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Ruggie UN Draft Guiding Principles 22 Nov 2010 1

Ruggie UN Draft Guiding Principles 22 Nov 2010 1

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Published by Amol Mehra
The attached is the public draft of the UN Draft Guiding Principles for the Implementation of the "Protect, Respect, Remedy Framework".
The attached is the public draft of the UN Draft Guiding Principles for the Implementation of the "Protect, Respect, Remedy Framework".

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Categories:Types, Business/Law
Published by: Amol Mehra on Dec 06, 2010
Copyright:Attribution Non-commercial


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United Nations
General Assembly
Distr.: GeneralOriginal: English
Report of the Special Representative of the Secretary-Generalon the issue of human rights and transnational corporationsand other business enterprises, John RuggieGUIDING PRINCIPLES FOR THE IMPLEMENTATION OF THEUNITED NATIONS ‘PROTECT, RESPECT AND REMEDY’ FRAMEWORK
Report ………………………………………………… p. 1Annex:A. Guiding Principles and Commentaries …….....… p. 5B. Definitions …………………………………..…… p. 27
1. Business is the major source of investment and job creation, and marketscan be highly efficient means for allocating scarce resources, capable of generatingeconomic growth, reducing poverty, and increasing demand for the rule of law,thereby contributing to the realization of a broad spectrum of human rights. But recentdecades also have witnessed growing institutional misalignments, from local levels tothe global, between the scope and impact of economic forces and actors, and thecapacity of societies to manage their adverse consequences. Indeed, the moderncorporation itself has evolved at an accelerated pace, and embodies complex formsthat challenge conventional understanding and policy designs. As a result of theseepochal changes, once stable expectations about the respective roles of governmentand business in minding and mending the broader social fabric are now lesspredictable, have frayed or unraveled altogether. No country or region is immune.2. The business and human rights domain is a microcosm of thistransformation. Institutional misalignments create the permissive environment withinwhich blameworthy acts by business enterprises may occur, inadvertently orintentionally, without adequate sanctioning or reparation. The worst corporate-relatedhuman rights abuses, including acts that amount to international crimes, take place inareas affected by conflict, or where governments otherwise lack the capacity or will togovern in the public interest. But companies can impact adversely just about allinternationally recognized human rights, and in virtually all types of operationalcontexts. Recognizing these escalating risks, in 2005 the then United NationsCommission on Human Rights requested the Secretary-General to appoint a SpecialRepresentative on the issue of human rights and transnational corporations and otherbusiness enterprises, to map the challenges and recommend effective means toaddress them.3. The idea of human rights is as simple as it is powerful: treating people withdignity. But the Special Representative soon found that there is no single silver bulletsolution to the multi-faceted challenges of business and human rights. A successfulstrategy must identify the ways whereby all relevant actors can and must learn to domany things differently. This requires operational and cultural changes in and amonggovernments as well as business enterprises—to create more effective combinationsof existing competencies as well as devising new ones. The aim must be to shift frominstitutional misalignments onto a socially sustainable path.4. The international community is still in the early stages of this journey. Inaddition to it being a relatively new policy domain, business and human rights differssignificantly from the traditional human rights agenda. It is not comparable to Statesrecognizing a particular right, as the General Assembly has now done in the case of access to safe water and sanitation, for example, because business and human rightsinvolves all rights that enterprises can affect. It is not comparable to Statesrecognizing the rights of a particular group, as in the Declaration on the Rights of Indigenous Peoples, because business and human rights includes all rights holders.Moreover, the tools available for dealing with business and human rights differ fromthose addressing State-based human rights violations, where only public internationallaw can impose binding obligations.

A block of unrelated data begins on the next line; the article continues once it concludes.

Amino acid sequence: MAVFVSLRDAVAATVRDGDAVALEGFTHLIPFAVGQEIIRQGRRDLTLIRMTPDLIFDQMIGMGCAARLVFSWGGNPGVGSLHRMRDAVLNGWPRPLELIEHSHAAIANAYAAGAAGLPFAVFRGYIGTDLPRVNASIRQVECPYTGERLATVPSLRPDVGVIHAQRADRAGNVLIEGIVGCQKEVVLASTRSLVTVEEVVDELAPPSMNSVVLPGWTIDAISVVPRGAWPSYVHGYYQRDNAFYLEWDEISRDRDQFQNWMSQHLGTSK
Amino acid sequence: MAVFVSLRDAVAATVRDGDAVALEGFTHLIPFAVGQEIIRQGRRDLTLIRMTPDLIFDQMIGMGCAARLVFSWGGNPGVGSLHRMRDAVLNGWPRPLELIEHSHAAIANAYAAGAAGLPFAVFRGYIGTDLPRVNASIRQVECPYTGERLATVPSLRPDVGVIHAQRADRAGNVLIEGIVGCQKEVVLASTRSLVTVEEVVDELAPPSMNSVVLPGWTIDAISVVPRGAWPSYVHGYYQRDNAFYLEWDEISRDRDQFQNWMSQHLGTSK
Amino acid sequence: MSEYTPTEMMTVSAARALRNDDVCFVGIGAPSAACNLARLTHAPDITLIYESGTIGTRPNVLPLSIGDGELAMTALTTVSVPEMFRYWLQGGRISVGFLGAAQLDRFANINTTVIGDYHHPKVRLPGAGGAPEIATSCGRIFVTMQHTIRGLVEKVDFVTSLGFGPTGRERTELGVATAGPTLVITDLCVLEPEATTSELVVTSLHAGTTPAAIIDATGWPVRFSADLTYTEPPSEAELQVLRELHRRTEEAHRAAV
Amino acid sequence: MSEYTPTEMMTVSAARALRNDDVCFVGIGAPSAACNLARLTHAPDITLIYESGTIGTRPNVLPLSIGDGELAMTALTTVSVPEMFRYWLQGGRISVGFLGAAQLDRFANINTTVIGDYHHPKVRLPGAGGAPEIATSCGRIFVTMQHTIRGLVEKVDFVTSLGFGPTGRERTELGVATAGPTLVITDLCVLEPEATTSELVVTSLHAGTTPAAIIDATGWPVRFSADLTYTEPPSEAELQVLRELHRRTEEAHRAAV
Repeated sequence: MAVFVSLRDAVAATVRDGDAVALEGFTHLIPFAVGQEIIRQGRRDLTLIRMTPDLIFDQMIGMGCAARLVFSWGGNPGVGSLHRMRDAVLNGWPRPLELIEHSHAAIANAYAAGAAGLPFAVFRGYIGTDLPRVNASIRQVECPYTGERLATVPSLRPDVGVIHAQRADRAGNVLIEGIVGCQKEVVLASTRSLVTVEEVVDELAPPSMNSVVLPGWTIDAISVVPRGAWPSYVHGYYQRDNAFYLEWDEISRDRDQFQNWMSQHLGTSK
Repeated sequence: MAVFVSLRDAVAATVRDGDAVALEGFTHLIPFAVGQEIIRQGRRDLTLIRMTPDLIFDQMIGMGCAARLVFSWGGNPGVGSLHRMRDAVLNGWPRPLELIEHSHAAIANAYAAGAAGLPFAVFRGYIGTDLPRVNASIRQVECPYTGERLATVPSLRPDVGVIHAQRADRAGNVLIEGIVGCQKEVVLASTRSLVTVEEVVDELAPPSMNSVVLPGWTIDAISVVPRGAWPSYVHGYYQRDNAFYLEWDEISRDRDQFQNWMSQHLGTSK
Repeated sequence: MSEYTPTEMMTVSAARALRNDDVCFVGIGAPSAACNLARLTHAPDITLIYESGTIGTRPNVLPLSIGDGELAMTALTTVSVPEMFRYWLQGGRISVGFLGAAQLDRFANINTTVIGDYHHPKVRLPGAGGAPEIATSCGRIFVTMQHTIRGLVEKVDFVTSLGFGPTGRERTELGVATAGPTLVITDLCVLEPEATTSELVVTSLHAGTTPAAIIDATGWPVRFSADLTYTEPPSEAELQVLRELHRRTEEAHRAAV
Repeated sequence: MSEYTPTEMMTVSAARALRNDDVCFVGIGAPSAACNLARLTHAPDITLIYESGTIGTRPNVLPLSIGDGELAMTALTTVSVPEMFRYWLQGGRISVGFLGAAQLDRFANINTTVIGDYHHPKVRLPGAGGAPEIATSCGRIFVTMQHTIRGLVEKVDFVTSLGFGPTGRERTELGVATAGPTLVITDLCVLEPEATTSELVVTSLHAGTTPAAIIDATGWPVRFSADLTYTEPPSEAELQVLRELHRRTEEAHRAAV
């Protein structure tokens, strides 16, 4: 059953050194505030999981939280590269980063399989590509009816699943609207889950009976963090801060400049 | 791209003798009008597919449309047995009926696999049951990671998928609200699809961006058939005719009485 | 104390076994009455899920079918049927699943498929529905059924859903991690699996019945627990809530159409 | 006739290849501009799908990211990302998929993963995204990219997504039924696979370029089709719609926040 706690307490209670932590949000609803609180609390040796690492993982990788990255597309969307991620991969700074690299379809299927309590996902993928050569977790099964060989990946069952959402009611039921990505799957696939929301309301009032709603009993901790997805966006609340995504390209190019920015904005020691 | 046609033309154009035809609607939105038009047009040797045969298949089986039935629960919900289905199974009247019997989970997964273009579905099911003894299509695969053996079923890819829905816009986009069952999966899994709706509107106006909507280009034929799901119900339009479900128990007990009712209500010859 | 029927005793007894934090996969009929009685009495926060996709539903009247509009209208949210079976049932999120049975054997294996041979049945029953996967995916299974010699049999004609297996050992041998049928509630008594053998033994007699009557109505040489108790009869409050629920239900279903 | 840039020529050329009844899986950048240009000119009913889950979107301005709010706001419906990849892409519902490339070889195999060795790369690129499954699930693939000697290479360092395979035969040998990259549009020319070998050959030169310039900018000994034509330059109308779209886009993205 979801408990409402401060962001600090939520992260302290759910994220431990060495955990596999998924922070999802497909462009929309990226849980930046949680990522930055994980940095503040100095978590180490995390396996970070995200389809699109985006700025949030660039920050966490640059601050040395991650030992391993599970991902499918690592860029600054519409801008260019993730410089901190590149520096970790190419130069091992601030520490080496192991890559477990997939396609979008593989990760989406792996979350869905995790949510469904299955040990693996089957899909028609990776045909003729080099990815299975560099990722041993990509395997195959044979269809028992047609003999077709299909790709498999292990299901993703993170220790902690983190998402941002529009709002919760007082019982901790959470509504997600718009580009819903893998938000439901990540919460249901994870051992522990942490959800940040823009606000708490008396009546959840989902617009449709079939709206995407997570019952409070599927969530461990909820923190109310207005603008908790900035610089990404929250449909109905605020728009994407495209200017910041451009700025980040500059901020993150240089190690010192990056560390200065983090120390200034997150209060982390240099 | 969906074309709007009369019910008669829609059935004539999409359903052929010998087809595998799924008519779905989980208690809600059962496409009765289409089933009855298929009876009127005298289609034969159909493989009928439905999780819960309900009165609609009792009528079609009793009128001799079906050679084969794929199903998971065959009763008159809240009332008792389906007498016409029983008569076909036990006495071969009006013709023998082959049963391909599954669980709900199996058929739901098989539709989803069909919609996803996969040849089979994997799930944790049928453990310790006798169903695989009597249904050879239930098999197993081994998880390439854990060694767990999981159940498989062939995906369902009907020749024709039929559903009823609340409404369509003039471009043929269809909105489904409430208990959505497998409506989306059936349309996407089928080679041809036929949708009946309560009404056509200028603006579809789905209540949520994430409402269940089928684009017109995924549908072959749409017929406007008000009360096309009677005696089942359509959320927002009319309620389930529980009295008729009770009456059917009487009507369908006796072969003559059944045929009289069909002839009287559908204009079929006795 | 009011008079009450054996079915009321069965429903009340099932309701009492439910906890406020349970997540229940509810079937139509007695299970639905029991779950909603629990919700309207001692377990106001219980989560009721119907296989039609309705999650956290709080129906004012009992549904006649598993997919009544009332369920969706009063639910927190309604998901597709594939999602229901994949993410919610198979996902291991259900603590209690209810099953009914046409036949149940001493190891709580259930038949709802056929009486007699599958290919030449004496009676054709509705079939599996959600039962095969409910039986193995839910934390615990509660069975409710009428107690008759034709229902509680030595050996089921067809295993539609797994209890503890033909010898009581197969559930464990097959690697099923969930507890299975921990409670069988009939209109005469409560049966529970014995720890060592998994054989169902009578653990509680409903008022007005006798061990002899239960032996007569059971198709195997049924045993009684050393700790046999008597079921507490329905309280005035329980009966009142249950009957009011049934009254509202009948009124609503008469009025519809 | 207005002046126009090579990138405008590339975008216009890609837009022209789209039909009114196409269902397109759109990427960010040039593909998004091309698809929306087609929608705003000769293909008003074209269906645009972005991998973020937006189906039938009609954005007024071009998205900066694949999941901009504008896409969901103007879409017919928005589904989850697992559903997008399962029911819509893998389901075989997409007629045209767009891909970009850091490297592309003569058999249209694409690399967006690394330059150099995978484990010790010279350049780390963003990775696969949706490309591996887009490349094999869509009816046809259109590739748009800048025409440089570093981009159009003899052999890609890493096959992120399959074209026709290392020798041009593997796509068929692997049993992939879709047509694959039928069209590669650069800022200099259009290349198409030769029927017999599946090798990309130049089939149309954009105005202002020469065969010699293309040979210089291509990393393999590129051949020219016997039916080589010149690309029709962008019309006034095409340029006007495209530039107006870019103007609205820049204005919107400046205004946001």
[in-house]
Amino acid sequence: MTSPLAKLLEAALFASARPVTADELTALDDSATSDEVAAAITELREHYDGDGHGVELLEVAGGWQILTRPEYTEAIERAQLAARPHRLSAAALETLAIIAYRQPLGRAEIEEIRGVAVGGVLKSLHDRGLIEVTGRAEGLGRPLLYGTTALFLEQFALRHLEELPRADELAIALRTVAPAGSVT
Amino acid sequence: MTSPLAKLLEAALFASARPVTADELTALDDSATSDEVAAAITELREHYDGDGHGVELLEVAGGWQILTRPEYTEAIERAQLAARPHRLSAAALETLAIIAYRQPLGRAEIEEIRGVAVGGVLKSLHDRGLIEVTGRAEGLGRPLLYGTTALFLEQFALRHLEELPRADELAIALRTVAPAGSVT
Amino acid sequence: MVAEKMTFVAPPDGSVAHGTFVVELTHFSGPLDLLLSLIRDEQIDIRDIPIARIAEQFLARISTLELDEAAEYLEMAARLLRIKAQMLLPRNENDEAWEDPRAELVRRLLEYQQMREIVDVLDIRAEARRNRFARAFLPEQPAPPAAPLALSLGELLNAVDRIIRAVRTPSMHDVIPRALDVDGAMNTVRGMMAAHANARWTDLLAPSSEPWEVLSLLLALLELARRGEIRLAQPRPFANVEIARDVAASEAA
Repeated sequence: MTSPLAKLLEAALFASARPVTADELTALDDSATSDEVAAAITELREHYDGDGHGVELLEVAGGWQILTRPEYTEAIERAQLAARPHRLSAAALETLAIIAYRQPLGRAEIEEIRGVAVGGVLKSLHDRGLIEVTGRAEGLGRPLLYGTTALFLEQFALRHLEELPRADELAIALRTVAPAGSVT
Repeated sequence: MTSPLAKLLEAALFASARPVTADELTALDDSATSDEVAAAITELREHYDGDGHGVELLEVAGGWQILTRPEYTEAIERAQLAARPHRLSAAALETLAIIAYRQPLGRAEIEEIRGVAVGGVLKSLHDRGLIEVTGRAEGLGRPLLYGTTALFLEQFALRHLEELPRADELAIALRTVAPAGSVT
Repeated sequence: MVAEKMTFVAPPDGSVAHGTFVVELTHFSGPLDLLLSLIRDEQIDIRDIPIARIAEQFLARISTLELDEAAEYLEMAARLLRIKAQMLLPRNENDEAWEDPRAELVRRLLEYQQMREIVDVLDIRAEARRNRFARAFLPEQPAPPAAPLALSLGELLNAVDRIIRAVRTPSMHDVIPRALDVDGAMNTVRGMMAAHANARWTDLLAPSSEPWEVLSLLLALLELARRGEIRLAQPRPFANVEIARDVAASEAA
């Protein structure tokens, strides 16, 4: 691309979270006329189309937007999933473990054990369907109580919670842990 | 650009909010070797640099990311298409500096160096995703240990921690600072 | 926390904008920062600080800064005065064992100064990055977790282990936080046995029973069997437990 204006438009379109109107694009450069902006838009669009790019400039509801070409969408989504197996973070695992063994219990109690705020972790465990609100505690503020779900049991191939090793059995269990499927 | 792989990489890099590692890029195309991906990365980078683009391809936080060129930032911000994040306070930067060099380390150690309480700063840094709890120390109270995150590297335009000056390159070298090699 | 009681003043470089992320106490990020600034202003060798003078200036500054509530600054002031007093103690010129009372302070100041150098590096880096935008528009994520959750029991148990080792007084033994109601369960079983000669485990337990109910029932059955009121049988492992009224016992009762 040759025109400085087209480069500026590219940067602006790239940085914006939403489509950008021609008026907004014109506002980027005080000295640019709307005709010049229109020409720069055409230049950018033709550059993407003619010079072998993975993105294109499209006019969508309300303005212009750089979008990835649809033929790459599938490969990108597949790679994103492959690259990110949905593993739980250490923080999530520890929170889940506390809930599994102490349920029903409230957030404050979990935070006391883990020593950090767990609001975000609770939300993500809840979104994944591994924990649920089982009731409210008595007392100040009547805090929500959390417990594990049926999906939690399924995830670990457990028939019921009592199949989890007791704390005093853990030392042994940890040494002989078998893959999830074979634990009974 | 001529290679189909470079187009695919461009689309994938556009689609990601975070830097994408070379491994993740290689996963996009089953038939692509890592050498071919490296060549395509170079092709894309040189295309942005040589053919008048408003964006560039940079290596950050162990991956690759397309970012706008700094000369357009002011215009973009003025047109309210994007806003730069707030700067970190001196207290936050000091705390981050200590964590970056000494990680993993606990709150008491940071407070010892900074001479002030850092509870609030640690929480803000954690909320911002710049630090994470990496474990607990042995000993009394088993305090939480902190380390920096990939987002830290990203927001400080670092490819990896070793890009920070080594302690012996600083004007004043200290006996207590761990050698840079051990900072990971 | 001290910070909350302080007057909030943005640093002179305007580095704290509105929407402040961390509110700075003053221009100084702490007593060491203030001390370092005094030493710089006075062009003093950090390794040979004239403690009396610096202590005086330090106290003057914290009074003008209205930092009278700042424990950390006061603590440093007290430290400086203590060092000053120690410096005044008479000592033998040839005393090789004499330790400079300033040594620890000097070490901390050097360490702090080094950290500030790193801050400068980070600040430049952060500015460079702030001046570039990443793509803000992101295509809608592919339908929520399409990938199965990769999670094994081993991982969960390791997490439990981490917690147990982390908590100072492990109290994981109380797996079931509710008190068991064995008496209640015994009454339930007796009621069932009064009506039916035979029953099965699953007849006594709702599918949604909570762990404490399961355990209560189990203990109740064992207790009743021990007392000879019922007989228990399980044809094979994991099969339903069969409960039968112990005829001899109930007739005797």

25. The business and human rights domain is considerably more complex.Some of the most serious corporate-related human rights abuses have involvedcompanies in acts committed by official entities, rendering established means forvictims to seek redress problematic. Even where that is not a problem, States areunder competing pressures when it comes to business, not only because of corporateinfluence but also because so many other legitimate policy demands come into play,including the need for investment, jobs, as well as access to markets, technology andskills. In addition, in the area of business and human rights States are simultaneouslysubject to several other bodies of international law, such as investment law and tradelaw. Of course, none of these factors absolves States of their human rights obligations.But absent any internationally-recognized hierarchy of treaty obligations, States areunlikely to place every single human right they have recognized above their legalobligations in those other areas. At the same time, business conduct is shaped directlyby laws, policies and sources of influence other than human rights law: for example,corporate law, securities regulation, forms of public support such as export credit andinvestment insurance, pressure from investors, and broader social action. Success indealing with business and human rights requires that these multiple constraints andopportunities are factored into the equation.6. But the journey has begun. Most States long ago adopted individualmeasures relevant to business and human rights, including labor standards, health andsafety provisions, and non-discrimination policies. However, States have been slow toaddress the more systemic challenge of fostering human rights-respecting corporatecultures and conduct. State practices exhibit substantial legal and policy incoherenceand gaps. The most common gap is the failure to enforce existing laws, although forvulnerable and marginalized groups, there may be inadequate legal protection in thefirst place. The most prevalent cause of legal and policy incoherence is that the unitsof Governments that directly shape business practices—in such areas as corporate lawand securities regulation, investment promotion and protection, and commercialpolicy—typically operate in isolation from, are uninformed by, and at timesundermine the effectiveness of their Government’s own human rights obligations andagencies.7. At present, States are not generally required under international humanrights law to regulate the extraterritorial activities of businesses domiciled in theirterritory and/or jurisdiction. But nor are they prohibited from doing so provided thereis a recognized jurisdictional basis and that the exercise of jurisdiction is reasonable.Nevertheless, within this permissible space, States have chosen to act only inexceptional cases, and unevenly. This is in contrast to the approaches adopted in otherareas related to business, such as anti-corruption, money-laundering, someenvironmental regimes, and child sex tourism, many of which are today the subject of multilateral agreements.8. There are sound policy rationales for States seeking to ensure thatenterprises which are domiciled in their territory and/or jurisdiction respect humanrights abroad, especially if the State itself is involved in the business venture, forexample, as the owner of the enterprise in question or because it has promoted theparticular investment. This enables a “home” State to avoid being associated withpossible overseas corporate abuse. It can also provide much-needed support to “host”